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Old May 12th, 2005, 06:18 AM   #16
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Join Date: Aug 2004
Location: Elida Ohio
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Thanks Terry. The $75 is where I started at a year ago, I now start pricing at $99 and that's up to 2500 sq ft. and then it's $25 per each 1000 additional sq ft. Right now it's about $50 per hour, and that's the reason I was wondering if a better low light camera would be better so I could cut out color correction (brightness/contrast) in post.

I only use a tripod to pan the rooms, I have tried the steadycam thing, but the response I got and I agree with is, it makes people dizzy. From a videographer view point it seems really cool, but people looking for a house don't like it.
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Old May 12th, 2005, 06:49 PM   #17
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Steadicam type shots are real useful when going from one room to another showing their relationship. You have to be a real smooth operator (sorry) to keep it from making people dizzy and you have to know how to frame a good shot. Once in a room I use my Indicam as a monopod to pan the room like you would when using a tripod. Most people realize they are looking at professional video but they can't tell you what it is that made it look that way. This is because they are used to steadicam shots all the time on TV and in the movies.

I'm glad you have raised you prices as a "good" videographer should make at least $50 an hour for his overall time. Not many people realize all the time, money, and expertise that you put in to creating a good finished product.

I just finished a dance festival that I did for free including Indicam shots, three other cameras, and all the editing. The finished DVD was about an hour an a half in length. The person in charge of getting the DVDs out mentioned that they needed the project finished a week after the festival. I politely let them know I was editing four cameras with correction, titles, effects, and all the rest and that it would take me about 80 hours total to get it done. Let's see...a little patience for $4000 in free work. They apologized and I finished it as soon as possible. It turned out great!


P.S. Like I said before, if I were in your shoes I would buy a Sony VX2100 as it's picture looks great under low light. Bringing a light with you is also a very good idea.
He's only mostly sDEADy.

sort of from "The Princess Bride"

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Old May 12th, 2005, 09:51 PM   #18
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Thanks for the advice Terry. I agree that the steadycam does give the video that cool feeling, if I were a realtor I would want it done in my Video Tour, but no realtors show any interest in it, I guess it is a good thing though, one less piece of equipment to buy, learn, maintain, etc.

I shot 10 houses today, and had them all shot in under 5 hours, so hopefully editing takes around 30 minutes. The realtor also wanted 250 business card cd-r's. I wish all realtors knew that you have to spend money to make money.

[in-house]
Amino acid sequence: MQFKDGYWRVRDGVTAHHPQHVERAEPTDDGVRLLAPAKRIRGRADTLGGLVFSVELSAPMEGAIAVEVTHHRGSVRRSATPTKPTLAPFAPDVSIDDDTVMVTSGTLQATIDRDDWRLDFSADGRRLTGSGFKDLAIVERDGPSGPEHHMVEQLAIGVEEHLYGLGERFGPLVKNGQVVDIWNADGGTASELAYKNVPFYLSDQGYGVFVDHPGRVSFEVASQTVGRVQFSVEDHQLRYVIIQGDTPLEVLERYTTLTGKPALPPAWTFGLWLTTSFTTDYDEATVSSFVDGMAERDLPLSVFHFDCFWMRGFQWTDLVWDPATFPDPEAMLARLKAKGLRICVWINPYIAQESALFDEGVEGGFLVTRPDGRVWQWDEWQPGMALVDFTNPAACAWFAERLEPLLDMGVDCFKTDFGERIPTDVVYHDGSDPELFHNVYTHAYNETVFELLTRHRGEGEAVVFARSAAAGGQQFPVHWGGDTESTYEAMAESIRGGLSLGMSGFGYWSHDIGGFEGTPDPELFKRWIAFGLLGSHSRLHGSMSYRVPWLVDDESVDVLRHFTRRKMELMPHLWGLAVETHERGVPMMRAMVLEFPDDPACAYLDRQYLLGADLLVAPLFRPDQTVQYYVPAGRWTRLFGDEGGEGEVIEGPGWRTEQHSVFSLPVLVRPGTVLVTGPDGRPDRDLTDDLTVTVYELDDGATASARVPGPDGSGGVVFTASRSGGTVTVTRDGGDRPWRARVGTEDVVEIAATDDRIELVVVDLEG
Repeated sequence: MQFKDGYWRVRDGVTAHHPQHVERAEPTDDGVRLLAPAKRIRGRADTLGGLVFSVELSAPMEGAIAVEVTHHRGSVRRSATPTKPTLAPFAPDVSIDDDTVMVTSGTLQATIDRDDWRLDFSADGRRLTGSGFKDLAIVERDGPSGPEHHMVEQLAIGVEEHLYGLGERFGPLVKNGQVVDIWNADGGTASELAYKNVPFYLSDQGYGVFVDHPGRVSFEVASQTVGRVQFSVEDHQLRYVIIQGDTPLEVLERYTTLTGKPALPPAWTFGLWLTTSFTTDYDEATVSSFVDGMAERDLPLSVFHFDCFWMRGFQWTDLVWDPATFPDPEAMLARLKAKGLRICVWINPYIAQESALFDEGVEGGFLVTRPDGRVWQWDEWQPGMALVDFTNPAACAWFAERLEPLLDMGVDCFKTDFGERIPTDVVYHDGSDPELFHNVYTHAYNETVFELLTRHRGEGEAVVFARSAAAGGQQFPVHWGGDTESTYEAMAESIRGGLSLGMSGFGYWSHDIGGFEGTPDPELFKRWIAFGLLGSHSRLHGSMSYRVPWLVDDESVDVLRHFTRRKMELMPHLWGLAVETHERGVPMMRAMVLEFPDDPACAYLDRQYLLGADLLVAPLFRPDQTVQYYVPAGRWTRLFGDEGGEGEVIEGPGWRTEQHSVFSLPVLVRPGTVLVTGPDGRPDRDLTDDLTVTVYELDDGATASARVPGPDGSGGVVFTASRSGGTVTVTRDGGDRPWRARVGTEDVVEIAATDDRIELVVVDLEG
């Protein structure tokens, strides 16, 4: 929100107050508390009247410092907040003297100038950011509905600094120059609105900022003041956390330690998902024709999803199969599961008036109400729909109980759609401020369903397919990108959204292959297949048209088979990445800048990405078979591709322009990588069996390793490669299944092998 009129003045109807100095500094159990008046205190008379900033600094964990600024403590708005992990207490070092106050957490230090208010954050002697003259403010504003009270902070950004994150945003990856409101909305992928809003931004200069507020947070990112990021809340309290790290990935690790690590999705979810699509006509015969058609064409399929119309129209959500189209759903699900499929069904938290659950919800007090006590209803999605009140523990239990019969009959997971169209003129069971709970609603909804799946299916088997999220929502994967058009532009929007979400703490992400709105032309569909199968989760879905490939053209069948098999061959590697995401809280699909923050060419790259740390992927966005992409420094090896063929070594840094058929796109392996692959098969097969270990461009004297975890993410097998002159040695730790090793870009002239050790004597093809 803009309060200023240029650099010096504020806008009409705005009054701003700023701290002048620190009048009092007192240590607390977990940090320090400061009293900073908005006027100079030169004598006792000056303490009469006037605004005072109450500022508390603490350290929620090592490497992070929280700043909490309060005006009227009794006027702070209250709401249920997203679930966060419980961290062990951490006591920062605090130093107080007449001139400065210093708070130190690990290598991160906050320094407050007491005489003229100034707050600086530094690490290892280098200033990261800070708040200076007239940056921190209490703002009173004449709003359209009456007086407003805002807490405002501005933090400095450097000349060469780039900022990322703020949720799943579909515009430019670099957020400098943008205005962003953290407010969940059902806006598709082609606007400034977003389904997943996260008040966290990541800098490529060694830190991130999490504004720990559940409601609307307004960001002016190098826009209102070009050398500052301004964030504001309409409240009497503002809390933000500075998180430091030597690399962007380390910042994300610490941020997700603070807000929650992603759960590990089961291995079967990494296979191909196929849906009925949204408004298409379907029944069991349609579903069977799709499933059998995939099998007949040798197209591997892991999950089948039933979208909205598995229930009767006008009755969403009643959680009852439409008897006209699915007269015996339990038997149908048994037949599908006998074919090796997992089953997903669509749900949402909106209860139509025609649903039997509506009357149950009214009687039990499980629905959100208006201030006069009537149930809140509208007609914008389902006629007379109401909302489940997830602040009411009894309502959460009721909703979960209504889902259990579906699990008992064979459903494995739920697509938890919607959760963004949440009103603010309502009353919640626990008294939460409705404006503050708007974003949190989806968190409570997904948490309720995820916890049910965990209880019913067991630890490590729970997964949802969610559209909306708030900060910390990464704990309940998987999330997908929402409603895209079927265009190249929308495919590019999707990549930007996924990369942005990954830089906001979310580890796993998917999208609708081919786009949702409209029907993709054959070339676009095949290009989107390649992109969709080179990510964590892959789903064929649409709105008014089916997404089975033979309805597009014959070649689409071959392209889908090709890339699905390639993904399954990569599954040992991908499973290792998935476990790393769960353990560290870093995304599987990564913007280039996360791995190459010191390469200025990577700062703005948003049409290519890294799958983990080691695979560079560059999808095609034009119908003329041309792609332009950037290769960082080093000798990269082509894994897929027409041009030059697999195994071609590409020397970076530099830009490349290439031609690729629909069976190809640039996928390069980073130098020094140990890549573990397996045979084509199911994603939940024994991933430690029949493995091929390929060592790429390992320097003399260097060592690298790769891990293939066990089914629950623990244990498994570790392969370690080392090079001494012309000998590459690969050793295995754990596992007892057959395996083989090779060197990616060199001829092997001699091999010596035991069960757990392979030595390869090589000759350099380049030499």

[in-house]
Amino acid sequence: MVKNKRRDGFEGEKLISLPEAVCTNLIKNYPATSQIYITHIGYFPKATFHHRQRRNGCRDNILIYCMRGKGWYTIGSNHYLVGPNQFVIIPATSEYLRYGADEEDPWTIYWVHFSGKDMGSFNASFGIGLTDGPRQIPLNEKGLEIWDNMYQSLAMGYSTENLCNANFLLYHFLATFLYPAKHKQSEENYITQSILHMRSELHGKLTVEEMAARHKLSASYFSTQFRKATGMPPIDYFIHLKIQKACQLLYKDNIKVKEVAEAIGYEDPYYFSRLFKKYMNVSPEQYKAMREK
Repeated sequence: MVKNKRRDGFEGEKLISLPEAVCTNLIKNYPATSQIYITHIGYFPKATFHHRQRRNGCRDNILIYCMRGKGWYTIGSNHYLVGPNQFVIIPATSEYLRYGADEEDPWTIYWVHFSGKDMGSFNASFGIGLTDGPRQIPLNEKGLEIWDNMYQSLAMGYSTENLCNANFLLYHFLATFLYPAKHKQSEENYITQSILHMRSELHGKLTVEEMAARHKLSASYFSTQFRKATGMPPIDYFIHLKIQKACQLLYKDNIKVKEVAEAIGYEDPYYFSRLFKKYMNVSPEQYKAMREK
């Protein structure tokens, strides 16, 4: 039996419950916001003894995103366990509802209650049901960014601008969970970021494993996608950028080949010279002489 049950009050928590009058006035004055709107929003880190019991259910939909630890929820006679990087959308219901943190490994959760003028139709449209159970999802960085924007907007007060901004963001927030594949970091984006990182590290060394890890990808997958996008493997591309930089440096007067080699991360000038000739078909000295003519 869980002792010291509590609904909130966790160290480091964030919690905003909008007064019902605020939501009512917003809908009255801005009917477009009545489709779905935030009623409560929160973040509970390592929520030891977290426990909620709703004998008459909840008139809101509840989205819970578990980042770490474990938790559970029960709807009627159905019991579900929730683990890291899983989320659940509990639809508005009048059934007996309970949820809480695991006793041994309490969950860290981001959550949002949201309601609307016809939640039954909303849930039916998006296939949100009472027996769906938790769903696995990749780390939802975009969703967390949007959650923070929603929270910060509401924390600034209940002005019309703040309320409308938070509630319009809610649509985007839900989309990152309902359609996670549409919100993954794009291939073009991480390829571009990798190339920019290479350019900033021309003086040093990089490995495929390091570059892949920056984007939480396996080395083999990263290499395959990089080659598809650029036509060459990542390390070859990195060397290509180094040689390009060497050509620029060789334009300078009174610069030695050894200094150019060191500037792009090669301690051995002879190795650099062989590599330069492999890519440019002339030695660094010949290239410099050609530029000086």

I think I am going go with the Sony line, but with the pd170 (unless I can find a clean pd150), I still have a few weddings booked, and had 2 calls for them today (not usual) and like the audio features of the 170.

Maybe I'm wrong in looking for a camera to help me shoot faster by not hauling a light (which I will still need) Would the Matrox card for Premiere Pro be something to consider? I had a huge house the other day; the finished video was 6 minutes, but rendering the Windows media file probably took 30 minutes. Now these 30 minutes I can walk away and not worry about it, but if it rendered in real time, that would be almost 25 minutes ahead of schedule I could start on the next video. I mainly use brightness/contrast, speed controls, the shadow effect, and the distort effect. Would this rendering be sped up as well.

Glad to hear of the great turn out of the DVD, very nice to volunteer, it will come back around to you.

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Old May 12th, 2005, 10:46 PM   #19
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Location: Toronto, Canada
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Todd, a Matrox RTX100 would not help at all with Windows Media Encoder.

Things that will help for Windows Media Encoder:

A faster processor will.

Procoder may help you automate things a little. As would Cleaner. In Cleaner, you can make watch folders where it automatically encodes anything you drop into the "watch folder". Procoder has a droplet thing, where you drop your video onto the shortcut and it'll encode the video for you.
Both offer possibilities with editing + encoding at the same time, or using a second computer for encoding.
If you want to go the second computer route, I would look at a hot deal from Dell. Get a base system with no monitor, NO upgrades (they are overpriced, and you don't need a single one of them). Grab a KVM switch off newegg, or run UltraVNC on the computer.

Using "easier" settings.

2- I think the Matrox card will accelerate particular effects. I don't have any experience with hardware acceleration cards like them, but they should have lists of the effects they speed up (because they don't do all of them).

3- The PD170 doesn't have top notch sound, which is why the BBC mods them (and the VX2000/2100) to use the line input and they add a XLR adapter box. In the US, Greg Winter offers the same mod. A modified VX2100 would give better sound than the PD170 at roughly the same cost (there are figures floating comparing before and after).
If you'd just like the XLRs, you could get a beachtek DXA8 or similar device. (It might be another battery to worry about though.)
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